The boom in male grooming has revolutionised the way in which men perceive themselves, but it has not come without its fair share of casualties. There are, of course, the extremists – most Major League Soccer players, many Premier League footballers and the entire male cast of Jersey Shore – who are, for the most part, a lost cause. And then there are the gents who unwittingly take a wrong turn on the road to self-improvement and somehow find themselves bolt upright in bed at three in the morning panicking about the amount of gluten in their eye cream.
It is alleged that John Ruskin, the eminent 19th century art critic, had become so conditioned by pube-less sculptures that the sight of his wife’s lady garden rendered him unable to perform on their wedding night. If you possess an unusual amount of disdain for residual fur – especially your own – and have ever wondered how to shave (or wax or, indeed laser) your undercarriage, then my latest contribution to Mr Porter on the highs and lows of manscaping might be what you’re looking for. Click here or on the image above for the full story. I think my journalism career might have just peaked.
There is no greater oxymoron than a ‘healthy tan’. Bronzed skin may fit our cultural ideal of beauty but it is anything but healthy. Yes, sun exposure triggers the release of feel-good hormones and tops up our levels of vitamin D but the pros are severely outweighed by the all-too-familiar risks.
As the health and beauty industries start to merge, it’s no surprise that skincare now comes in pill form. Formally known as ‘nutricosmetics’, these pills and potions play on the idea of beauty from within. Anti-ageing drinks such as Gold Collagen, Fountain and Pure HA have taken the UK by storm.
As part of the ‘Skincare & Dermatology’ report in today’s edition of The Times, I explore the gut-skin connection, the nutricosmetics market and question whether supplementing has any effect on the skin at all. You can read the full article online here.
In spite of some very convincing greenwashing, many of the larger cosmetic manufacturers don’t have verifiable eco credentials or a long-term corporate responsibility plan.
Last year Unilever’s Indian arm, Hindustan Unilever, was accused of dumping toxic mercury from a now defunct thermometer factory in the forest near Kodaikanal, an act made public by, Kodaikanal Won’t, a youtube video that went viral. Episodes like these, along with an increasing amount of public awareness around carcinogens and toxins in personal care products, are forcing the industry to clean up its act. The most recent industry-wide reform came about when activists campaigned to ban the minute polyethylene microbeads that are found in most big brand face scrubs, toothpastes, body washes and other grooming products.
Miracle ingredients are a dime a dozen in the grooming industry. And while impossible promises are par for the course in an industry hell bent on making sales, there are a few occasions when a piece of bona fide science rises to the surface, clinical evidence in tact.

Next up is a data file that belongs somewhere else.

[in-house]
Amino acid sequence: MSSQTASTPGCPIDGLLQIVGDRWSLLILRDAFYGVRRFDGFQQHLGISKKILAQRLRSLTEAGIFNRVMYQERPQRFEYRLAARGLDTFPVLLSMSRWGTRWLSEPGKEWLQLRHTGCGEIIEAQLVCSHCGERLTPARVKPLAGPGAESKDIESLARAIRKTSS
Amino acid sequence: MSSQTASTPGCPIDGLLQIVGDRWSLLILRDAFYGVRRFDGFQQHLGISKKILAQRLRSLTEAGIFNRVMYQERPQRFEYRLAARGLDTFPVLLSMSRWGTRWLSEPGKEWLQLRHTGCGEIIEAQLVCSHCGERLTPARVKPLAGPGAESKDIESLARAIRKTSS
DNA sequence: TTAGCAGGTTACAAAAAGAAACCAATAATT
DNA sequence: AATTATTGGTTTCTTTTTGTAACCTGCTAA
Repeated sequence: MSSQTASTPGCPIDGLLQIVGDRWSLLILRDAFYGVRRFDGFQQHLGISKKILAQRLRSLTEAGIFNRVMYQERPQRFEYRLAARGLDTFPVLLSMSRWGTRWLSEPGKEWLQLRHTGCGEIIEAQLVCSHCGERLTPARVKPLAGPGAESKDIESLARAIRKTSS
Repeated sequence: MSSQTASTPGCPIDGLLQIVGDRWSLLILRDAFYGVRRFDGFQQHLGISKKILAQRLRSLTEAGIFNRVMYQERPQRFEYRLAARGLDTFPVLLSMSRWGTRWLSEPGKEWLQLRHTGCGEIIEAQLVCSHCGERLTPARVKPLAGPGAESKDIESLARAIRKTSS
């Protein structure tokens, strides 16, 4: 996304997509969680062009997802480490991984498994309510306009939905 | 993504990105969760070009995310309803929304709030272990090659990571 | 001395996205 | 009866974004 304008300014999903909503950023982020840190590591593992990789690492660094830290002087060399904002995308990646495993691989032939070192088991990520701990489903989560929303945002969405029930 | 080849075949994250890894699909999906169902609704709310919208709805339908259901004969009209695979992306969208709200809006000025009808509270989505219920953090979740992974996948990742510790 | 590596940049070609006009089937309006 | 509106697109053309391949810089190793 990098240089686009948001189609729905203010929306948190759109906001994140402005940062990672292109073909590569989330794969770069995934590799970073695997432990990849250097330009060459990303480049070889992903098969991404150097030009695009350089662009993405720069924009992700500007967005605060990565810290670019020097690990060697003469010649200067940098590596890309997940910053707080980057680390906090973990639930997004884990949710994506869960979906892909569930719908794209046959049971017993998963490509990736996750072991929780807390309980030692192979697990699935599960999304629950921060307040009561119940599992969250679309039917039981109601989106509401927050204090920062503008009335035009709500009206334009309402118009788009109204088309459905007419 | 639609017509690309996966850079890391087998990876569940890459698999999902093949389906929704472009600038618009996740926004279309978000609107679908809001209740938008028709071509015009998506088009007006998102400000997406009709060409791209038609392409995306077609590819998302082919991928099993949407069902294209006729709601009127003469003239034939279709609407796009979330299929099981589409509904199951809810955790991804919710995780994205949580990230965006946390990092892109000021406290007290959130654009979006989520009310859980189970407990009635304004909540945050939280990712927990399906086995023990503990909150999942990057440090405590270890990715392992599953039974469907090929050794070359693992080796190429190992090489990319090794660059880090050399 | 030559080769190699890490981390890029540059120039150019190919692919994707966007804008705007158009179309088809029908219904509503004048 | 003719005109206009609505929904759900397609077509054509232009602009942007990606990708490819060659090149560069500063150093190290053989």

In my latest contribution to Mr Porter, I unpack the most common age-related obstacles for men from bone degeneration and crows feet to follicular mutiny. Click here for the full article or on the image above and discover five guaranteed ways to look and feel younger for longer.
Women are schooled in the art of stalling time. Given their delicate features and thinner skin, they’re well aware that signs of wear and tear invariably show up earlier for them than they do for men. Our biological points of difference – thicker, oilier skin and a more resilient body – mean that many lucky men enjoy an ageless grace period that lasts up until our thirties.
Come December ‘how to cure your hangover’ features are par for the course. My latest contribution to Mr Porter goes above and beyond the usual advice, citing everything from cosmetic quick fixes to pre-tox cocktails that will make your liver invincible. Click here for the full article or read an excerpt below.
There is one aesthetic affliction that cuts to the core of all grown men – hair loss that has the power to elicit responses ranging from steadfast denial to a televangelist-style comb-over. But acceptance is increasingly inconceivable in a world where there are so many viable options to tackle follicular shortcomings.
It doesn’t take a psychotherapist to see why hair loss can break a man. For centuries, a full head of hair has been a symbol of masculinity, an expression of youth, strength and virility. For many men, hair loss is emasculating, a brutal blow to their self-esteem, a depressing reminder that time is passing.
Had you picked up a gossip rag in the last three years, chances are you would have read something about intravenous therapy, the celebrity fad that had, quite literally, penetrated every accessible vein Hollywood.
Performers, athletes and movie executives – the kind of alpha personalities who simply couldn’t afford to fall ill – were reported to have gained extra energy and a bulletproof immune system by way of vitamin cocktails drip-fed straight into their blood system. The practice had become something of a fashion statement, a rather extreme but high-tech way of sustaining the super-human levels of energy that their jobs required.